However, what truly set me off was this blog I saw on the Beyond wrestling webpage from a man named Dan Barry. This piece of slop is the epitome of what Beyond's roster believes in. From what the Beyond roster and Denver sees, they see that wrestling in Beyond is about having fun and letting your inhibitions go. What did I see? A man with NO HEART for this business. A man with no drive to overcome the political nature of the cut-throat wrestling politics to become the best, instead using the term HAVING FUN to saturate his ego. After seeing every single Beyond wrestler retweet and Facebook the hell out of this, I knew it was time to do something different. I knew I had to start a revolution. I had 23 days before Beyond's first ever live show, About Time, was going to take place. I needed to jump-start on something. I took my Dailymotion vlog page and posted two promo. As I expected, no response given to me from any of the majority of the Beyond roster. And no matter what, I was planning on just going to the Beyond show and lend my hand needed to any of the wrestlers that wanted to join my cause. However, one young upstart, Leon St. Giovanni, sent me an email, we met up, talked business as gentlemen, and I knew Leon wanted to be different from every other Beyond guy. I knew Leon wanted to be a PROFESSIONAL. Leon changed my vision for 7/23/11 completely, and after much negotiation, I knew what we had to do. We had to make an impact right there and then. About Time would get professional, and Beyond would get a glimpse of our Professional Revolution.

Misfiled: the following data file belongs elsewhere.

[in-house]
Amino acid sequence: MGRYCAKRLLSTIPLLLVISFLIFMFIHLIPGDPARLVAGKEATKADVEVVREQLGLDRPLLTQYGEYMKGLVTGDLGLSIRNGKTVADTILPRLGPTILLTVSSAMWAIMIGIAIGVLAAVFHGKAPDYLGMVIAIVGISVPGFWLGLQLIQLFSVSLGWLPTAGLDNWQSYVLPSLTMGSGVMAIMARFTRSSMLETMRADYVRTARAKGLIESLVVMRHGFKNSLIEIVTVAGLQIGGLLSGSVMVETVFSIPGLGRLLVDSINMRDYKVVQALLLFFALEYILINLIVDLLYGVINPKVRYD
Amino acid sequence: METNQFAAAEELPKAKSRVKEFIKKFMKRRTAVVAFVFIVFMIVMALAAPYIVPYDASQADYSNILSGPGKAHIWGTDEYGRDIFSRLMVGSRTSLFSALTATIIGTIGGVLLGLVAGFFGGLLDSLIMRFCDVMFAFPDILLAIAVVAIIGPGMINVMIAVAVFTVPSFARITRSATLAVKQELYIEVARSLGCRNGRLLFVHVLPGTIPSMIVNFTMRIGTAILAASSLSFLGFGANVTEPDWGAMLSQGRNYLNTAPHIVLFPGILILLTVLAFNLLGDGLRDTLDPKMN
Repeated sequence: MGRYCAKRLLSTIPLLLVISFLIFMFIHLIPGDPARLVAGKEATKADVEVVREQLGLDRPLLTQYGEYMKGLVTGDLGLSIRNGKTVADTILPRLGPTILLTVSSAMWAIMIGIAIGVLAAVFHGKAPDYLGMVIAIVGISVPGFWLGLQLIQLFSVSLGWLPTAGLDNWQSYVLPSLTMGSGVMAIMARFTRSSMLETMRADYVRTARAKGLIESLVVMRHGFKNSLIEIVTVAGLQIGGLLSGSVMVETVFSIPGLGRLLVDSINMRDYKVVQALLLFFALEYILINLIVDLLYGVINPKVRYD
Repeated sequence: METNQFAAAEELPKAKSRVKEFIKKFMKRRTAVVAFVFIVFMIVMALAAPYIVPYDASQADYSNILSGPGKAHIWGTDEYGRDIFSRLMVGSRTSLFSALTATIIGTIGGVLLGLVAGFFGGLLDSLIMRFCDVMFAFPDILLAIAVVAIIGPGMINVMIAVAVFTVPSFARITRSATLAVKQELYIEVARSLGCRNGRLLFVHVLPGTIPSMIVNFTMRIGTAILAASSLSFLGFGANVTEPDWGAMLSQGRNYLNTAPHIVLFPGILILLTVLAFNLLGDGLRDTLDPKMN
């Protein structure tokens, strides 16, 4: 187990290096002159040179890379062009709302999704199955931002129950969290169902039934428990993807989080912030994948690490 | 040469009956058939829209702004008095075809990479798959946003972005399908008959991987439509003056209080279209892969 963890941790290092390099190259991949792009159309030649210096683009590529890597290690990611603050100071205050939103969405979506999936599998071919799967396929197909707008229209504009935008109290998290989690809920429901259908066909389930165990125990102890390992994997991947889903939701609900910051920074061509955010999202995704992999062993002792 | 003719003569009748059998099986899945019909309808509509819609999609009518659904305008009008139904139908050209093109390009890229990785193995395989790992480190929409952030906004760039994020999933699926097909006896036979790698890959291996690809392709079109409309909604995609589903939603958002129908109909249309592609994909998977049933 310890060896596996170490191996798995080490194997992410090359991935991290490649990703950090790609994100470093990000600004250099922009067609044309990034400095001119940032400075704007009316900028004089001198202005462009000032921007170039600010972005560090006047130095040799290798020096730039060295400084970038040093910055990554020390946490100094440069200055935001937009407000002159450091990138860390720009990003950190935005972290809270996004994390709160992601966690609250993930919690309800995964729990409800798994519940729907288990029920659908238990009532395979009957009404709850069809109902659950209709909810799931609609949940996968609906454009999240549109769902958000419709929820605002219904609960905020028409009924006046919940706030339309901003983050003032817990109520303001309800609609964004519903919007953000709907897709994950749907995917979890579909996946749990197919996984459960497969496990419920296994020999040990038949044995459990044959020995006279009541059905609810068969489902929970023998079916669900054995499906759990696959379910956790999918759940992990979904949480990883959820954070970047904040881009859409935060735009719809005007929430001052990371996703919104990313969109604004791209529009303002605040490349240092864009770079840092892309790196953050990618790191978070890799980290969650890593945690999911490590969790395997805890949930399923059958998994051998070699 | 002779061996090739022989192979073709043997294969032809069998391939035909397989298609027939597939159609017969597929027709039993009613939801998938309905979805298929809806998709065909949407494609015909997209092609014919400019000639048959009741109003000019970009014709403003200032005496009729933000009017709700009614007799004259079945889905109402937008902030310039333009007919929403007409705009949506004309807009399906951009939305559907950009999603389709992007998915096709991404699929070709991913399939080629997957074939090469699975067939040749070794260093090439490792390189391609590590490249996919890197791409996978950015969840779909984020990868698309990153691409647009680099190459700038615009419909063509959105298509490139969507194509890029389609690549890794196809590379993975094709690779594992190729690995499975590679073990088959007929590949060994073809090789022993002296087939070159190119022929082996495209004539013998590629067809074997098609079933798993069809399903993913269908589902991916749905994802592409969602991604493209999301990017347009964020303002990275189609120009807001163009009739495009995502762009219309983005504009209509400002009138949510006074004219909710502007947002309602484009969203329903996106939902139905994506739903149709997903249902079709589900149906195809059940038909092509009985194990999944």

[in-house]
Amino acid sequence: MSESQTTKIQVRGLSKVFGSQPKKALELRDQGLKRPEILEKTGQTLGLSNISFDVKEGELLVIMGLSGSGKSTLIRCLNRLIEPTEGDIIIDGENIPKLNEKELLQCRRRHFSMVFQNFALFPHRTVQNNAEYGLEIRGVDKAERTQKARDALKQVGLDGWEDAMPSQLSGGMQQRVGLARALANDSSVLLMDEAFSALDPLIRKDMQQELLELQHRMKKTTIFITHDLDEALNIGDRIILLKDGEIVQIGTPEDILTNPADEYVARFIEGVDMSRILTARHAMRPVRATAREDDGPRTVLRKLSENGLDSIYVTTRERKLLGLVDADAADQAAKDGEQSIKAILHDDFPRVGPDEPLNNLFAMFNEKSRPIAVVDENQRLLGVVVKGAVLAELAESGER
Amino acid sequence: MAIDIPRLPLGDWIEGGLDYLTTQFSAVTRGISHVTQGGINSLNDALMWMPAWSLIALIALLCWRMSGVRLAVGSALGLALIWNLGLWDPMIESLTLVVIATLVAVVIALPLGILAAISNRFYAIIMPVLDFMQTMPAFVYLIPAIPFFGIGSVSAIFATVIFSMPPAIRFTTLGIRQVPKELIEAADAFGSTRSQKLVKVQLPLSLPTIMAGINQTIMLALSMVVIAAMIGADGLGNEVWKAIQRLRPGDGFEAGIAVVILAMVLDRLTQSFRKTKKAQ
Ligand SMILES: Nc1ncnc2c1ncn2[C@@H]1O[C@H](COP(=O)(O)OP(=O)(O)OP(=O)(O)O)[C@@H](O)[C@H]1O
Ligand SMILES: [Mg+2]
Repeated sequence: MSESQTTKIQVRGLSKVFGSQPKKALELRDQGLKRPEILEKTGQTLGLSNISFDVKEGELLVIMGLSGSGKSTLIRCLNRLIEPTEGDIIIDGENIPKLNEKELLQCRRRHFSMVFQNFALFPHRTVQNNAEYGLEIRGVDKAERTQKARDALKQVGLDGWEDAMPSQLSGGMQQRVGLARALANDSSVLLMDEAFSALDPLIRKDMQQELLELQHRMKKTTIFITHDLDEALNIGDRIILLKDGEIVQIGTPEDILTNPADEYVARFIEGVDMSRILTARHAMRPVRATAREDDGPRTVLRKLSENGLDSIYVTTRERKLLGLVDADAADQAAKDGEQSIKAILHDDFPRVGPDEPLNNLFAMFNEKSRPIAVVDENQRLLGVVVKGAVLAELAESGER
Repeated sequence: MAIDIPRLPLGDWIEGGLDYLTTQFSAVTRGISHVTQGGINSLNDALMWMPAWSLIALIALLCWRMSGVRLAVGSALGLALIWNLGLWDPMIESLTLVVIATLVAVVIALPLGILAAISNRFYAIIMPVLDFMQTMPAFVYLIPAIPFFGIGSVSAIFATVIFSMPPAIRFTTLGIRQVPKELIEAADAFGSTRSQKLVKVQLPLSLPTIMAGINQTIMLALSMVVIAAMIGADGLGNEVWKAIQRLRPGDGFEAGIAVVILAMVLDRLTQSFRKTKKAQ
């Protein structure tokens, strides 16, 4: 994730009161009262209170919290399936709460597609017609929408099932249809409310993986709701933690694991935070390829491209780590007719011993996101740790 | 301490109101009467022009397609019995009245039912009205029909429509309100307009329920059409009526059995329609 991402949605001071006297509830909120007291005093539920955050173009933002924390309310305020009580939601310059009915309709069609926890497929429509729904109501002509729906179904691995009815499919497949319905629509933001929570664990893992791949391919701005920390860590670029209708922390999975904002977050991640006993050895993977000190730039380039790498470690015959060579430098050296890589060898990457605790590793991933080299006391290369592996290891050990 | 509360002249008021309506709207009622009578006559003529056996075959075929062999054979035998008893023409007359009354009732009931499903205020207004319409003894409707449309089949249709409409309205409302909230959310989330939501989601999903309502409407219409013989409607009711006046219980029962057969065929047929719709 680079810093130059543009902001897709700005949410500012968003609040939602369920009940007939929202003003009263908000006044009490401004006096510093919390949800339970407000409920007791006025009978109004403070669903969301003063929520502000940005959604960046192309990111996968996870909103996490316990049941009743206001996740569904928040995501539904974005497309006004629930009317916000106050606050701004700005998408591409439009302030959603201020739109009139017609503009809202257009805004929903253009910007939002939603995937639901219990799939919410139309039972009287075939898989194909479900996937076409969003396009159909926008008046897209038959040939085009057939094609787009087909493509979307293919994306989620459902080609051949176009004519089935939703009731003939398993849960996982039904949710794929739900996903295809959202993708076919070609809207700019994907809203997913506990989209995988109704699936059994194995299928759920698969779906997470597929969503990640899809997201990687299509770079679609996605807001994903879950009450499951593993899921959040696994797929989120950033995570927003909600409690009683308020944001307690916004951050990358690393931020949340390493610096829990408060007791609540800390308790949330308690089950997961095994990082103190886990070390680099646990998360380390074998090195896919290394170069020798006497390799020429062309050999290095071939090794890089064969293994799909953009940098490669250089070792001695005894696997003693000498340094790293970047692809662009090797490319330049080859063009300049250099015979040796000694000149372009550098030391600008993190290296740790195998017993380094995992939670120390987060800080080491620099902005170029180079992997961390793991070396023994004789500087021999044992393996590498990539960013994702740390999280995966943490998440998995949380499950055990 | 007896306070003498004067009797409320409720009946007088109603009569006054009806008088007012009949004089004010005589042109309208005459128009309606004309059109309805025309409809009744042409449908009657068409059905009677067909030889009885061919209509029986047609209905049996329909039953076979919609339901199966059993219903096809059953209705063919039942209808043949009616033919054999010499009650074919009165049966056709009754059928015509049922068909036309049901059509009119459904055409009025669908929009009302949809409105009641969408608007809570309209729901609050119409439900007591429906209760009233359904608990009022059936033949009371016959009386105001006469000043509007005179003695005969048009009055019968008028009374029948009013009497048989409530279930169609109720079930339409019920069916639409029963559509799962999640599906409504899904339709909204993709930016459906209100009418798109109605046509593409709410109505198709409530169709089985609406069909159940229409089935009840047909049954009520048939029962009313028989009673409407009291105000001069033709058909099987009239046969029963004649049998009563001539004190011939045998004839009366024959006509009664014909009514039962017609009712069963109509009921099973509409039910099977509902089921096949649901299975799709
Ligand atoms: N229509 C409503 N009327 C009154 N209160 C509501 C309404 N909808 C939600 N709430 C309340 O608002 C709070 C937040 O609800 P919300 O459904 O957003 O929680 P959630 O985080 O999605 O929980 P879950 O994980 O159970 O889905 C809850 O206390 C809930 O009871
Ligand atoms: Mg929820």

Check out this full match to see how the Professional Revolution began
TJ: My next question coming out of this is about the next Beyond Wrestling live show, "Off the Grid." Beyond Wrestling's promoter, Denver Colorado, has announced this show to be taking place on February 17th near Boston, but he has refused to release the exact location (Beyond has since released the location of the event ). Anyone wishing to go has to email BeyondWrestling@Gmail.com to get the location. According to him, he has done this so as to prevent The Pitboss, Davey Vega's Submission Squad and the Professional Revolution from gaining access to the event. What are your thoughts about this? Are you confident that another wrestler will let you know about the location?